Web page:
Along the way there were pinnacles of rock stretching up into the sky. From a distance they looked impossible to climb. But a strange thing happened. As I got closer the path up the rock became clear. These huge peaks which looked insurmountable from a distance actually unfolded without complication.


Through the day the the exposure seemed to has less of an effect. The peaks seemed to become less high and the drops less threatening.

Confidence in my ability grew. I moved with more fluidity. The jelly legs were now from fatigue rather than from fear.

Things I’d struggled with earlier in the day became easier. I started to enjoy the beauty of the rugged landscape surrounding me.

Funny, the picturesque scenery was there all along, but I couldn’t enjoy it, because my view had been obscured by nerves.

snowdon 2

Challenges you’ll meet on your fitness journey

If you’re battling through your own fitness journey you’ll probably come across some of the same obstacles:

  1. Dealing with the sense that you have so far to go.
  2. Getting through the physical discomfort that comes with challenging your body to do exercises it’s not used to doing.
  3. Overcoming the voice in your head that tells you you don’t have time or energy to exercise today.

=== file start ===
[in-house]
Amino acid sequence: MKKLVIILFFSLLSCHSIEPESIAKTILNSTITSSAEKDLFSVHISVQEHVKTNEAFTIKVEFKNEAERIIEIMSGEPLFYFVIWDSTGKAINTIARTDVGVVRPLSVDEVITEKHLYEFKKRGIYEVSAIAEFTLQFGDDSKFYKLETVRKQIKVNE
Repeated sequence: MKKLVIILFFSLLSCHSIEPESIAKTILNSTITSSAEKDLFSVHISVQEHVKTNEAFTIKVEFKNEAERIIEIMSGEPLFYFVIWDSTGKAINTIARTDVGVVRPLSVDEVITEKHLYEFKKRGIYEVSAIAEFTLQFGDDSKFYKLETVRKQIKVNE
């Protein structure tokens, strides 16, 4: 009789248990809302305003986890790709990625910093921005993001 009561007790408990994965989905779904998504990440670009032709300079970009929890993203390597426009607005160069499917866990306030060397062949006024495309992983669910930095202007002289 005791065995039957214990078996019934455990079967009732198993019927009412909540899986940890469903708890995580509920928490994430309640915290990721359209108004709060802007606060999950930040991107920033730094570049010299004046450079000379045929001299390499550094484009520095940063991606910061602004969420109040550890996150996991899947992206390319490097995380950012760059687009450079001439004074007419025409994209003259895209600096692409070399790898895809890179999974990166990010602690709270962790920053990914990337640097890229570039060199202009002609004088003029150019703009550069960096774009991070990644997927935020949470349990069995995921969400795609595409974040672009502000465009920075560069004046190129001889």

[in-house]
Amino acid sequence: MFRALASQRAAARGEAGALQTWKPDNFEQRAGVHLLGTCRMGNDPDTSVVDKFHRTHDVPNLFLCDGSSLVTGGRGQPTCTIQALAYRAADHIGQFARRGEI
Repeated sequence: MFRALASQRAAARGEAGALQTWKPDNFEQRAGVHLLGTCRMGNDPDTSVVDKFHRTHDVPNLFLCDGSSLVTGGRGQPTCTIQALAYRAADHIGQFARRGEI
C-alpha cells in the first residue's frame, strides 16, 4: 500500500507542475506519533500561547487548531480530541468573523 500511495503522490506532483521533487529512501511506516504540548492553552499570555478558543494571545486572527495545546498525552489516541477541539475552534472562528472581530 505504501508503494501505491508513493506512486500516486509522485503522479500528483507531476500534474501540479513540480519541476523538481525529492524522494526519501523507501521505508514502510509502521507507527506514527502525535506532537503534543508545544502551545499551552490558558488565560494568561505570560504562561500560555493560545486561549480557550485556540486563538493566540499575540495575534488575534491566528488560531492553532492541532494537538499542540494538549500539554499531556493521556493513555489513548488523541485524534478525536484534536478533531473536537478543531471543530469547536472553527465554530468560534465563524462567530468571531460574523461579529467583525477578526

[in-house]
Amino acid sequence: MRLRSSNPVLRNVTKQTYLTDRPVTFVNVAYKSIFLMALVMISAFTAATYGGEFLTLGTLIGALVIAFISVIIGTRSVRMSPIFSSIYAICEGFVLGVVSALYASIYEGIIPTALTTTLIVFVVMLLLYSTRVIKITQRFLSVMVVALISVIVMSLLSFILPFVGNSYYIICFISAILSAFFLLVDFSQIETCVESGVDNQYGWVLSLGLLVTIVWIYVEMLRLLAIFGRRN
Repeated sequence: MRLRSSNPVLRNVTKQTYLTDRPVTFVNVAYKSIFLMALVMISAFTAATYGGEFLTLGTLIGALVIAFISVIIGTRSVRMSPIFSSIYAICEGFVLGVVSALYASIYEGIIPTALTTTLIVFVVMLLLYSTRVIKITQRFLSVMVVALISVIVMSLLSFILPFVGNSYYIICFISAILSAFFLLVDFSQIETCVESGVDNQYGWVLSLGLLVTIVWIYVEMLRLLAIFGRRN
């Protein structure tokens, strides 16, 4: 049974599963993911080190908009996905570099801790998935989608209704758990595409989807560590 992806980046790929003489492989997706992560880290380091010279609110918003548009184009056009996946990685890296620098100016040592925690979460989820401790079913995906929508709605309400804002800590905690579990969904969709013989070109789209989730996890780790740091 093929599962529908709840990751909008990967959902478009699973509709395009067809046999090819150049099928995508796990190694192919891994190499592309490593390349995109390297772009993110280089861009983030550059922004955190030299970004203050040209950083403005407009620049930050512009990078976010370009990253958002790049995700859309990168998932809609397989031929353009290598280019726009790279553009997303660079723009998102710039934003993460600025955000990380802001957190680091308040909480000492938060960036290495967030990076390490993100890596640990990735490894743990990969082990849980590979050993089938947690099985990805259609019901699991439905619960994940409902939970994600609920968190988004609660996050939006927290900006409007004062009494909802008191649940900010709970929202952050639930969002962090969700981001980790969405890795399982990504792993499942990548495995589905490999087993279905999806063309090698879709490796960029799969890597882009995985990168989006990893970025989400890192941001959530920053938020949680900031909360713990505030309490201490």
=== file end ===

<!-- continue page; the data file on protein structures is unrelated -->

4. Managing the ups and downs of motivation, where one minute you’re 100% commited and the next you just don’t see the point.

The challenges don’t go away. But the same things no longer phase you. You know how to say no to temptations. And how to cope with distractions that try to lead you astray.

You know how to talk yourself round to get a workout in, even when you’re not feeling it. And you know how to pick yourself up, dust off and get back on the wagon when you’ve fallen off.



While the physical challenge of the climb is rewarding, it’s the overcoming of the mental obstacles that I get the most from.

It gives great perspective, and helps me better cope with the challenges of day to day life. When you’ve been hanging from a cliff all of a sudden someone parking in your parking space seems less of a big deal.

The main lessons from the Snowdon expedition:

  1. looking at the end goal can distract you from what you need to do right now
  2. taking on challenges that push you a little outside your comfort zone makes things that were overwhelming become more easy
  3. obstacles often look worse from a distance
  4. giving yourself permission to turn back might be all you need to move forward with something you’ve been putting off.
  5. It’s a good idea to acknowledge the voice in your head that says you can’t. That reminds you of the times you failed. Acknowledge it, smile, then show it who’s boss.

Something I love to do after any kind of achievement; whether completing a workout, confronting a fear or doing something I’m proud of is to take a moment and reflect on the journey. Enjoy the views!